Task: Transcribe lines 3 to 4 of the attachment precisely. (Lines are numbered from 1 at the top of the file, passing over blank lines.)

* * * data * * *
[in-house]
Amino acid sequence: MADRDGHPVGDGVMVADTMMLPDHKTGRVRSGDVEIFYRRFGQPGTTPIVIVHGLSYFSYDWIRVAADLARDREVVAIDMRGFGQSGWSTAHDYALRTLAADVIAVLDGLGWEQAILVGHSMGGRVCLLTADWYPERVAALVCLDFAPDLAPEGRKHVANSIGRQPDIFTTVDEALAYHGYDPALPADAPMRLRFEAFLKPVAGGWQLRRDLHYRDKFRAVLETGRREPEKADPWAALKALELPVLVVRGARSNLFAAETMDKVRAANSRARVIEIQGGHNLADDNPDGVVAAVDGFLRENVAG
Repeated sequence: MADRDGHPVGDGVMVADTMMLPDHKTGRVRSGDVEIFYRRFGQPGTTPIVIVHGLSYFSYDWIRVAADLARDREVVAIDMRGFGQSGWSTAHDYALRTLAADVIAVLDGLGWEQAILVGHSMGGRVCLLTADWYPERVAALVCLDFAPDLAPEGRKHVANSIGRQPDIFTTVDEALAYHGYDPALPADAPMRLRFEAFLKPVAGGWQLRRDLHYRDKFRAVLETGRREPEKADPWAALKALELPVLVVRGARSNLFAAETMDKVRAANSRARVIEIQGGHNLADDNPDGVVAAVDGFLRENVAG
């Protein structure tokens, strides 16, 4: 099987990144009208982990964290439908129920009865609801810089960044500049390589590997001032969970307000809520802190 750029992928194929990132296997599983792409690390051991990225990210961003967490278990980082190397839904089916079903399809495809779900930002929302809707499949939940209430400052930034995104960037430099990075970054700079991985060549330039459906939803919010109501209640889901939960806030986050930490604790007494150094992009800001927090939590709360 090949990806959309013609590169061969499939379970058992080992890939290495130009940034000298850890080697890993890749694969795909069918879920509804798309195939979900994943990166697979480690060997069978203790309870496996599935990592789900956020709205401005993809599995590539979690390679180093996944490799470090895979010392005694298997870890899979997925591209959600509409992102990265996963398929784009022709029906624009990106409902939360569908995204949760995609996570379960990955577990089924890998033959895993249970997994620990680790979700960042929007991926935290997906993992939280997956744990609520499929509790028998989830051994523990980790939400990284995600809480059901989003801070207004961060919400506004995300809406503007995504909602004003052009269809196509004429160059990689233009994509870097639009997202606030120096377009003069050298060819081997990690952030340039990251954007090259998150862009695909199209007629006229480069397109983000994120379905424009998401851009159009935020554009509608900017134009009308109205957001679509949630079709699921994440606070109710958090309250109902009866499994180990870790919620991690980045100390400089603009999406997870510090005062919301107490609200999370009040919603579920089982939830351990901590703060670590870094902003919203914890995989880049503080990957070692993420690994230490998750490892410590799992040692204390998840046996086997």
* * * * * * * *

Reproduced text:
Repeated sequence: MADRDGHPVGDGVMVADTMMLPDHKTGRVRSGDVEIFYRRFGQPGTTPIVIVHGLSYFSYDWIRVAADLARDREVVAIDMRGFGQSGWSTAHDYALRTLAADVIAVLDGLGWEQAILVGHSMGGRVCLLTADWYPERVAALVCLDFAPDLAPEGRKHVANSIGRQPDIFTTVDEALAYHGYDPALPADAPMRLRFEAFLKPVAGGWQLRRDLHYRDKFRAVLETGRREPEKADPWAALKALELPVLVVRGARSNLFAAETMDKVRAANSRARVIEIQGGHNLADDNPDGVVAAVDGFLRENVAG
């Protein structure tokens, strides 16, 4: 099987990144009208982990964290439908129920009865609801810089960044500049390589590997001032969970307000809520802190 750029992928194929990132296997599983792409690390051991990225990210961003967490278990980082190397839904089916079903399809495809779900930002929302809707499949939940209430400052930034995104960037430099990075970054700079991985060549330039459906939803919010109501209640889901939960806030986050930490604790007494150094992009800001927090939590709360 090949990806959309013609590169061969499939379970058992080992890939290495130009940034000298850890080697890993890749694969795909069918879920509804798309195939979900994943990166697979480690060997069978203790309870496996599935990592789900956020709205401005993809599995590539979690390679180093996944490799470090895979010392005694298997870890899979997925591209959600509409992102990265996963398929784009022709029906624009990106409902939360569908995204949760995609996570379960990955577990089924890998033959895993249970997994620990680790979700960042929007991926935290997906993992939280997956744990609520499929509790028998989830051994523990980790939400990284995600809480059901989003801070207004961060919400506004995300809406503007995504909602004003052009269809196509004429160059990689233009994509870097639009997202606030120096377009003069050298060819081997990690952030340039990251954007090259998150862009695909199209007629006229480069397109983000994120379905424009998401851009159009935020554009509608900017134009009308109205957001679509949630079709699921994440606070109710958090309250109902009866499994180990870790919620991690980045100390400089603009999406997870510090005062919301107490609200999370009040919603579920089982939830351990901590703060670590870094902003919203914890995989880049503080990957070692993420690994230490998750490892410590799992040692204390998840046996086997």